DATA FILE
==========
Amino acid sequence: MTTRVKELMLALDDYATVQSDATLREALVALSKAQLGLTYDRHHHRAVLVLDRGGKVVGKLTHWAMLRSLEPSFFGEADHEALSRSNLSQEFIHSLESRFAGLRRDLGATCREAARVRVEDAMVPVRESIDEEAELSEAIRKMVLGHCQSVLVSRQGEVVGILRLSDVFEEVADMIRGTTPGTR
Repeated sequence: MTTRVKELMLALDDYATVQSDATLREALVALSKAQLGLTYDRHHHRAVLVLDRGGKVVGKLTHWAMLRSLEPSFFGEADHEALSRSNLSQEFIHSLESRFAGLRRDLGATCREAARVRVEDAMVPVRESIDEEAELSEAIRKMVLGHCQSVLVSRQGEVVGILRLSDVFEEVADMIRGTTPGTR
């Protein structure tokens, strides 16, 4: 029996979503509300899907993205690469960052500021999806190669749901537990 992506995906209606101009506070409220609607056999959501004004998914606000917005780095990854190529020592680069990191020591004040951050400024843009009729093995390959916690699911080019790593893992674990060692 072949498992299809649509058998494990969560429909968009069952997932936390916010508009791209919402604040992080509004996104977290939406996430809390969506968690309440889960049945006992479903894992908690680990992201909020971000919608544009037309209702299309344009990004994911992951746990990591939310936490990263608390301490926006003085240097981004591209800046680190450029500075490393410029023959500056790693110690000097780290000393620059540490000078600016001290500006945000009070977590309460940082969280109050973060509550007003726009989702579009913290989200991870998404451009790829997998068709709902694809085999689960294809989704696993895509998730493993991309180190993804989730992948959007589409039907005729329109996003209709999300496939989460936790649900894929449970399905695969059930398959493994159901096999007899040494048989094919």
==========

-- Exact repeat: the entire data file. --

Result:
Amino acid sequence: MTTRVKELMLALDDYATVQSDATLREALVALSKAQLGLTYDRHHHRAVLVLDRGGKVVGKLTHWAMLRSLEPSFFGEADHEALSRSNLSQEFIHSLESRFAGLRRDLGATCREAARVRVEDAMVPVRESIDEEAELSEAIRKMVLGHCQSVLVSRQGEVVGILRLSDVFEEVADMIRGTTPGTR
Repeated sequence: MTTRVKELMLALDDYATVQSDATLREALVALSKAQLGLTYDRHHHRAVLVLDRGGKVVGKLTHWAMLRSLEPSFFGEADHEALSRSNLSQEFIHSLESRFAGLRRDLGATCREAARVRVEDAMVPVRESIDEEAELSEAIRKMVLGHCQSVLVSRQGEVVGILRLSDVFEEVADMIRGTTPGTR
């Protein structure tokens, strides 16, 4: 029996979503509300899907993205690469960052500021999806190669749901537990 992506995906209606101009506070409220609607056999959501004004998914606000917005780095990854190529020592680069990191020591004040951050400024843009009729093995390959916690699911080019790593893992674990060692 072949498992299809649509058998494990969560429909968009069952997932936390916010508009791209919402604040992080509004996104977290939406996430809390969506968690309440889960049945006992479903894992908690680990992201909020971000919608544009037309209702299309344009990004994911992951746990990591939310936490990263608390301490926006003085240097981004591209800046680190450029500075490393410029023959500056790693110690000097780290000393620059540490000078600016001290500006945000009070977590309460940082969280109050973060509550007003726009989702579009913290989200991870998404451009790829997998068709709902694809085999689960294809989704696993895509998730493993991309180190993804989730992948959007589409039907005729329109996003209709999300496939989460936790649900894929449970399905695969059930398959493994159901096999007899040494048989094919």